good shot with film as digital.” So the “common wisdom” of “with
digital you take more crappy shots because you spend less time
focusing on what you’re doing” sounds plausible.

I spent some time thinking about this after generating my
statistics (those train rides home from work are great thinking
time). It occurred to me that there’s a flip side. In the digital
world, I average four exposures for every shot that I see (leaning on
the shutter release). In Jim Thorpe, I count 130 individual scenes
over 495 shots. It’s not because I’m lazy and don’t want to take the
time to compose the shot. I do it because I can, and
because it improves the likelihood of having successfully
gotten the shot that I visualized
. I don’t have to worry (as
much) about models that blinked at the wrong moment or whatever other
trivial nuance I might have missed during the shooting; at my leisure,
I can go back and pick through the three or four and see if there are
any substantial differences between them that might make or break the
shot. Or, I can see some candid shot underway, start shooting it while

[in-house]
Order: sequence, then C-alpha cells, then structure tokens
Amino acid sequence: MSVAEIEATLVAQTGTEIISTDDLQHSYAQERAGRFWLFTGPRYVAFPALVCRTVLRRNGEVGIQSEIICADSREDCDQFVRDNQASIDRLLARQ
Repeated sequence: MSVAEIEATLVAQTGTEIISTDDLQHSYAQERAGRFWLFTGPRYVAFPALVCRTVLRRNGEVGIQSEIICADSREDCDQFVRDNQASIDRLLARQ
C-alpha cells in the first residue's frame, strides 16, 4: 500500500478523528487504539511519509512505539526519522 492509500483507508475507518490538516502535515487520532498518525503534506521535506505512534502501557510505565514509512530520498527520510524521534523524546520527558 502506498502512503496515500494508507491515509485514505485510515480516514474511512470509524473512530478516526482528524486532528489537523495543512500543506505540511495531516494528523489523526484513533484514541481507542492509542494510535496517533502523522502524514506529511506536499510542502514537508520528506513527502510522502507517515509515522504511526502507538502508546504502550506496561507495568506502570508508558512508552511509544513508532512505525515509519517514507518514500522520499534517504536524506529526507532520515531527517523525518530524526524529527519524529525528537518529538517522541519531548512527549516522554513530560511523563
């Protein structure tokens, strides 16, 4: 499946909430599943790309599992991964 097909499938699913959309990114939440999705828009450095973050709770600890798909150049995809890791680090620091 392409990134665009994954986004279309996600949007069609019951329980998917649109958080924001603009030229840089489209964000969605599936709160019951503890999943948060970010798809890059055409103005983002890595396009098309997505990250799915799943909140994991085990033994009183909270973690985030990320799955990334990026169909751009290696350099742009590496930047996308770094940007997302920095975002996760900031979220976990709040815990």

I pull the camera up, and find out in post whether or not I “got it”
in the dozen shots I fired off. Sometimes this yields really
fascinating blown exposures that I like for artistic
reasons. Allowing yourself to make mistakes adds to the creative
process!

The only reason I don’t do the same with film is that I
can’t. (And this is probably a good reason for me to
never shoot 35mm with a motor drive advance – I’d spend too much time,
or too much money, developing…)

In the digital case, this means that I’ve got 3-4x as many
“keepers” than what I actually process, because they’re identical (or
nearly identical). Filtering out the dups from the Jim Thorpe set